Sub_Octavian explains what Sigma is / does in the latest Warships Podcast. These podcasts are always worth listening to, interviews with promiment floaty boats players, developers, etc. A few weeks ago he had a retired USN Admiral, who was fascinating to listen to.
In this podcast Kelorn asks Sub_Octavian about Sigma at 6:47 into the podcast. Basically, Sigma influences the likelihood of the shells landing towards the center of your dispersion area.
So it's basically like this:
On the left we have low dispersion values (Small dispersion area, IE, 'accurate' guns) but low Sigma. You can see that even though all shell splashes are in a smaller area than on the right example (IE, low dispersion) they are spread out more (low Sigma).
On the right is an example of high dispersion (Large dispersion area, IE, 'inaccurate' guns) with high Sigma. You can see that even though the dispersion area is much larger (IE, high dispersion) the shells are more grouped towards the center (high Sigma).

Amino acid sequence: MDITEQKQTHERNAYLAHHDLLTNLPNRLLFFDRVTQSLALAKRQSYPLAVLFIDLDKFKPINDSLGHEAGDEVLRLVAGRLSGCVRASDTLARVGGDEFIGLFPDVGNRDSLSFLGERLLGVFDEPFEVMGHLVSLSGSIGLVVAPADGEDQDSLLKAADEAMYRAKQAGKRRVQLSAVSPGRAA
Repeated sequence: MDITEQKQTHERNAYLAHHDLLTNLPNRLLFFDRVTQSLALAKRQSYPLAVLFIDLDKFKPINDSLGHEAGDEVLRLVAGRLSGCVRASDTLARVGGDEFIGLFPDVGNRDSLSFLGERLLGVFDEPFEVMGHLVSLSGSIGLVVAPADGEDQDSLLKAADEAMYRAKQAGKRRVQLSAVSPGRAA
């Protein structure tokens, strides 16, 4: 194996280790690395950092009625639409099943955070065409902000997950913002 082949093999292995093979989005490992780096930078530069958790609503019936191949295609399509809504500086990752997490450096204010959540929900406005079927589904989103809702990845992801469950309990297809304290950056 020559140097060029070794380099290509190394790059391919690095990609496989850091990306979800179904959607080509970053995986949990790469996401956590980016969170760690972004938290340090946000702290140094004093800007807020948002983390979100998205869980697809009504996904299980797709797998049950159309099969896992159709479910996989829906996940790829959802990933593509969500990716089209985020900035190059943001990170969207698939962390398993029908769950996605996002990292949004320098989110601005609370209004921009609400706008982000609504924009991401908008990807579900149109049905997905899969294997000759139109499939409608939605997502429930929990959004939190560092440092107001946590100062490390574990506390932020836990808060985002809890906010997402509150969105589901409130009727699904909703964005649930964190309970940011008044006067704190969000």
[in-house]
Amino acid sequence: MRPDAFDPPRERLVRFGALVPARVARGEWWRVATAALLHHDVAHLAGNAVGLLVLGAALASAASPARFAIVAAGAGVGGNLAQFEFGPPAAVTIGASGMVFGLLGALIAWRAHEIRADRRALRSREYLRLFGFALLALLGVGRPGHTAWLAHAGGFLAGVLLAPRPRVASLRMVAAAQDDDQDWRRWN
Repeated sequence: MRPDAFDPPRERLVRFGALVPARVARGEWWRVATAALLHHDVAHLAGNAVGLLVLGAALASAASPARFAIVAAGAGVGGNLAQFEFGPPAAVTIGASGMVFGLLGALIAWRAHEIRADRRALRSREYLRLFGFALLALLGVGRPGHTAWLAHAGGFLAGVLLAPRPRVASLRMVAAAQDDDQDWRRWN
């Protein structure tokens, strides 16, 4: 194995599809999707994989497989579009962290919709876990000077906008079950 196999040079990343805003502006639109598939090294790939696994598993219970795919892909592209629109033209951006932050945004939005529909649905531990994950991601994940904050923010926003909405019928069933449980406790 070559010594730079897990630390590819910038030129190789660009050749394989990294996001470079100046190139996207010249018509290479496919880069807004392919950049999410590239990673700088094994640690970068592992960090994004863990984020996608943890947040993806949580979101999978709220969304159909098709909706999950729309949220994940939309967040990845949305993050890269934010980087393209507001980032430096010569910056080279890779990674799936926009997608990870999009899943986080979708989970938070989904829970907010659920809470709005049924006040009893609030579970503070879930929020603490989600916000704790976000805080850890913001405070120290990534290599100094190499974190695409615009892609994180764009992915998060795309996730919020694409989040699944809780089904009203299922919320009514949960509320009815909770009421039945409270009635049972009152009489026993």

"So what is better then? Low dispersion or high Sigma?"
Neither is 'better' than the other. They work together to create the accuracy of a weapons platform. Lower dispersion with the same Sigma is still more accurate than higher dispersion, higher Sigma with the same dispersion is still more accurate than lower Sigma. The two values work together to make up the accuracy of the guns. Dispersion determines the outer limits of your shell fall area, Sigma influences the grouping within that area.
"So what does this mean for the average player?"
Well, nothing really. Low dispersion still means your shells won't deviate much from your aim point, high sigma still means that the better you are at aiming, the more hits you'll get. It's still a balance between dispersion and sigma values. It just means that we all (Including me, mea culpa) need to stop parroting that sigma is vertical dispersion. It's not, it's grouping.
"So you were wrong then, Lert?"
Yep! I fell hook line and sinker into the 'parrot what everyone else is saying' trap, for lack of evidence written or by experience to thoroughly disprove the common held consensus that Sigma = vertical dispersion. That is wrong, I was wrong.